It was an accident.
In The Collapse, prize-winning historian Mary Elise Sarotte reveals how a perfect storm of decisions made by daring underground revolutionaries, disgruntled Stasi officers, and dictatorial party bosses sparked an unexpected series of events culminating in the chaotic fall of the Wall. With a novelist's eye for character and detail, she brings to vivid life a story that sweeps across Budapest, Prague, Dresden, and Leipzig and up to the armed checkpoints in Berlin.
We meet the revolutionaries Roland Jahn, Aram Radomski, and Siggi Schefke, risking it all to smuggle the truth across the Iron Curtain; the hapless Politburo member Gunter Schabowski, mistakenly suggesting that the Wall is open to a press conference full of foreign journalists, including NBC's Tom Brokaw; and Stasi officer Harald Jager, holding the fort at the crucial border crossing that night. Soon, Brokaw starts broadcasting live from Berlin's Brandenburg Gate, where the crowds are exulting in the euphoria of newfound freedom--and the dictators are plotting to restore control.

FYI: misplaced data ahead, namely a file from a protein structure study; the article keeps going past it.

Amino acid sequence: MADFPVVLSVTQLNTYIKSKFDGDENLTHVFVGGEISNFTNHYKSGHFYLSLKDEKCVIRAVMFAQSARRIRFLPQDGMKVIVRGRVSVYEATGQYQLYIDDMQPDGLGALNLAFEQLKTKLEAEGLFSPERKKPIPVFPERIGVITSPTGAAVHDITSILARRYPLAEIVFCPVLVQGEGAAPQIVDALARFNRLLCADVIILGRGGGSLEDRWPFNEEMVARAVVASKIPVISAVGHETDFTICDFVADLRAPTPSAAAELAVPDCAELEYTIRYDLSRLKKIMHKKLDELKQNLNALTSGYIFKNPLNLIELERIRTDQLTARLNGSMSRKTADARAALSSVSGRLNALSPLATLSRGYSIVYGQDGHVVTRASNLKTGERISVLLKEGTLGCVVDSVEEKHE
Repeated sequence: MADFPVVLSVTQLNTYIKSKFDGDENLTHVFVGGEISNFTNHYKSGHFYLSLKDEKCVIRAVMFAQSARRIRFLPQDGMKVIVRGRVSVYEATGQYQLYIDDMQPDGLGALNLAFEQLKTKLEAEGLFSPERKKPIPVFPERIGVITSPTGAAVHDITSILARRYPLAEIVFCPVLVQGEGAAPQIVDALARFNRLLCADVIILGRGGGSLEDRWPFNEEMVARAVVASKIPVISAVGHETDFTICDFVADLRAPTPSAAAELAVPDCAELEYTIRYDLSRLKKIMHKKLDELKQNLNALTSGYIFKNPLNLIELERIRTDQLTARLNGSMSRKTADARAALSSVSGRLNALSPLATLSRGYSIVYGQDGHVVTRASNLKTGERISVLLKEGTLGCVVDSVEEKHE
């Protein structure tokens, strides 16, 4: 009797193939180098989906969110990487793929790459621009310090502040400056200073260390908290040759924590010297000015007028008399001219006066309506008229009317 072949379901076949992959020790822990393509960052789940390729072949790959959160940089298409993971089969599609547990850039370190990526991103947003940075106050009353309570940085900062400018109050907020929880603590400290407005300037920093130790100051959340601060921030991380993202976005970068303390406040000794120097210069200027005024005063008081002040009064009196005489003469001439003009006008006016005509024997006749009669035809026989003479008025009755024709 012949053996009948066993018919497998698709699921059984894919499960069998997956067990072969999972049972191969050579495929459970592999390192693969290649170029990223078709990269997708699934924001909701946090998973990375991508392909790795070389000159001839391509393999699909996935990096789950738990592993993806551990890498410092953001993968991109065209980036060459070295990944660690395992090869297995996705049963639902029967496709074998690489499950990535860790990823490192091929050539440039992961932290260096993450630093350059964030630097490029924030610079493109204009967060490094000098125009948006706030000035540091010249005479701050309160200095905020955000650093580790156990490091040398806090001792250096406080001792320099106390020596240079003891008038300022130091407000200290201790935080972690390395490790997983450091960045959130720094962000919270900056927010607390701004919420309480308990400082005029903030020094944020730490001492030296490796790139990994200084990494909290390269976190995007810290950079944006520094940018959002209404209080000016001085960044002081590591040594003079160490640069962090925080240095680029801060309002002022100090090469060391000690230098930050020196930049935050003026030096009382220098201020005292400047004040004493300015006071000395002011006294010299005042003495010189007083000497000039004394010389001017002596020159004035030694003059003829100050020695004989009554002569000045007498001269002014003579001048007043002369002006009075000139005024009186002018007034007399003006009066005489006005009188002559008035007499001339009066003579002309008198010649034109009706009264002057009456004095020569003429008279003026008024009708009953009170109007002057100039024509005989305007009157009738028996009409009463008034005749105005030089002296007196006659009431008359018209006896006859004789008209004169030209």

Drawing on new archival sources and dozens of interviews, The Collapse offers the definitive account of the night that brought down the Berlin Wall.
Publishers Weekly® Reviews
- Reviewed in: Publishers Weekly, page .
- Review Date: 2014-08-25
- Reviewer: Staff
The Soviet Union suffered the most significant symbolic defeat in the Cold War with the fall of the Berlin Wall, but Serotte, professor of government and history at Harvard University, thinks that is only half of the story. What emerges from this detailed account is that, contrary to popular belief, neither secret plans by German officials nor behind-the-scenes agreements between U.S. President Reagan and Soviet leader Gorbachev caused the barrier between East and West Berlin to crumble; the political breech occurred via a series of miscues by short-sighted Communist-bloc authorities. With growing mass protests in East Germany, an inept statement delivered at a press conference by a functionary from SED (the country’s ruling party) on Nov. 9, 1989, sparked a battle between dissidents and East German security forces that led the Wall to come down much sooner than expected by either side. Serotte carefully etches his narrative of the momentous shattering of the Wall, coloring it with social, political, and personal details, including anecdotes about the death of young Chris Gueffroy, the last East German shot before the barrier came down, and about Harald Jager, the senior officer giving the order to open a key crossing. This gripping, important account of a long-misinterpreted event is one of the most surprising books about the Cold War. (Oct.)